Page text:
But see, we get this in real life. Take it out of real life into a theoretical setting “on paper” and suddenly it looks like a mortal sin to tell a falsehood that saves a person’s life, that is not “false witness” leading to someone’s execution or the ruin of their reputation.

    • Not quite, John.

      First, you are right to note distinctions here – that’s what this kind of thing is all about.

      Second, a falsehood told without the intent to deceive is not a lie. It may be fiction or myth or acting or so forth – I touch on that above.

      But most importantly, “Your daughter is not dead, she is asleep” is quoting Our Lord. Jesus DID NOT LIE when He said this. He woke the girl up by bringing her back to life. Perhaps He was speaking metaphorically, or perhaps he was telling us the true nature of death, but in any event He did not lie. He did not lie because lying is always and everywhere a sin, and Jesus did not sin. So don’t go there.

      The issue here is that Catholic Tradition is clear that lying is a sin; and recently it has been especially clear that it is inherently evil, or always and everywhere a sin; that nothing justifies it.

      But this leads to confusion, since people don’t always want to admit what is and is not a lie. Being silent is not lying. Telling a truth that is not the whole truth is not lying. Fiction and drama is not lying.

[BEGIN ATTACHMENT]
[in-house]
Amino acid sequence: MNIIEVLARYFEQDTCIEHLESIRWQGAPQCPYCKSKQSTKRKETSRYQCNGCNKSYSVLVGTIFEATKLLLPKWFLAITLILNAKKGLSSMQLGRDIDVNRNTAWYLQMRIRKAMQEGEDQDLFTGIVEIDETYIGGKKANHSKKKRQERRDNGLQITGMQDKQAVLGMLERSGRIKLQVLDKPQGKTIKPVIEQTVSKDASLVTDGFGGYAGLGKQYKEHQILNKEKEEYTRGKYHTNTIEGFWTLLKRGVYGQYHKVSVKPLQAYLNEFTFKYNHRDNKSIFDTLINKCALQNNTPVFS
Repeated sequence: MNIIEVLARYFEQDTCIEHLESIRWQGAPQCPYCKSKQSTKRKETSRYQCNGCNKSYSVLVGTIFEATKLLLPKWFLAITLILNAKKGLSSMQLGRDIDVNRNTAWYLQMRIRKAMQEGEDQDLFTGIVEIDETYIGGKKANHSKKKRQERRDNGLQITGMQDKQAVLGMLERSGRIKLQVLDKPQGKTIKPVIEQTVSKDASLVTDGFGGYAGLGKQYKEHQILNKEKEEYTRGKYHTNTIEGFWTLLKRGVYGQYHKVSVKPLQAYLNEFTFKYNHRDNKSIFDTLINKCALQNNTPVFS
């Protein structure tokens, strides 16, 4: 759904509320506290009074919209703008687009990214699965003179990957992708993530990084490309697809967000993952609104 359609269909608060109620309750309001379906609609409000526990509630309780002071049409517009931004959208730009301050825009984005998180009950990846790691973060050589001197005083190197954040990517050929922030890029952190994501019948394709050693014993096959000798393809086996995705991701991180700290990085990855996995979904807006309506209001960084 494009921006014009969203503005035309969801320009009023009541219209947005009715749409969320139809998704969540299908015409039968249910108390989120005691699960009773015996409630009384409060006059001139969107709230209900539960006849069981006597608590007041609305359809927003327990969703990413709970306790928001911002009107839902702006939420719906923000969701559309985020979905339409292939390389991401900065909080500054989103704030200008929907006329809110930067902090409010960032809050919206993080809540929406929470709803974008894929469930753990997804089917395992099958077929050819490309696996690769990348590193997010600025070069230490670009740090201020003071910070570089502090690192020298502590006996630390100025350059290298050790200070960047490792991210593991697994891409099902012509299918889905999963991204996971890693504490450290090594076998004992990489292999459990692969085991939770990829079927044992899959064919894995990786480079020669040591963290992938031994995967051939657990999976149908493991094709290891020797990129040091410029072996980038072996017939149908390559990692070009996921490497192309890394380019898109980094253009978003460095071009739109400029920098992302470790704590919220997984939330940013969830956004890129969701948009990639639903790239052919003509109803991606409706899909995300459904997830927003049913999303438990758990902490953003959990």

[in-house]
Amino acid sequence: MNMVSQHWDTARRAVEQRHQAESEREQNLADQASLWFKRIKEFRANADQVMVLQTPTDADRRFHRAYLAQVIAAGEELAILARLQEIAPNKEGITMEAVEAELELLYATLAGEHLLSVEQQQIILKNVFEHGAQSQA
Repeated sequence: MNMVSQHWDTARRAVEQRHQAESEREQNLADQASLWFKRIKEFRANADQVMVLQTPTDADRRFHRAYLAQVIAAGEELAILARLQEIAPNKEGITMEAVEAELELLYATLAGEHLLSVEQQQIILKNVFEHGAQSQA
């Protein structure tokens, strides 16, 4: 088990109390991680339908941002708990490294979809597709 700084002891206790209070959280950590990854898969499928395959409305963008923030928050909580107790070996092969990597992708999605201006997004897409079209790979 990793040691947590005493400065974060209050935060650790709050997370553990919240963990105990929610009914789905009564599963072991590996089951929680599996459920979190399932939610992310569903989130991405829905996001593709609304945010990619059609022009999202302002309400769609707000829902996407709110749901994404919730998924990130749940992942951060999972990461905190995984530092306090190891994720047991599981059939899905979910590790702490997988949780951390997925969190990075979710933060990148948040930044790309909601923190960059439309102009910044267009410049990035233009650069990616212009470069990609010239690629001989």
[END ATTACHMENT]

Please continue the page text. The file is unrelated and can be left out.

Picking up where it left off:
Dressing up like a pimp and telling someone you are in order to trap them in a video sting is lying.

      This may make undercover work problematic, as you’ve noted. Or maybe not, depending on how it’s done.

      As it stands however, the Church is clear on lying; and if you spend some time thinking about it or reading the vast amount of material on the internet about it, you’ll realize it’s not that hard to grasp what is and is not a lie.

  • John

    And if you want to argue from the Summa, then let’s go…start with Objection 4…he DISTINGUISHES stealing (always wrong) from taking what suddenly is held to be “in common” in the circumstance of “necessity”.

    There thus being an exception to the rule (thou shall not steal) based on the urgency to defend human life in one area, it follows from Thomistic logic that there are exceptions to other rules (thou shall not bear false witness”) on the same premise: human life is worth more to God than the right to truth of the would-be murderer, whether it be the Pharoah or Holofernes…or the Nazis on your doorstep.

    This exception is what most of us in the real world understand and why it’s outrageous to be called liars when obviously, plainly evil people who have no right to the truth are fooled in a sting operation – an operation commonly employed by the Police or our Intelligence or Media agencies to ferret out law breakers – into spilling the beans on unlawful practices.

    Misleading or “lying” by presenting oneself as something one is not (pregnant) to people who are evil and lawbreakers so as to stop them, is not the same species of event as lying to someone who does have a right to the truth, is no threat to anyone, and indeed could be injured by falsehood.

    So there you go, right there in Objection 4, Thomas Aquinas himself provides the exception to the rule.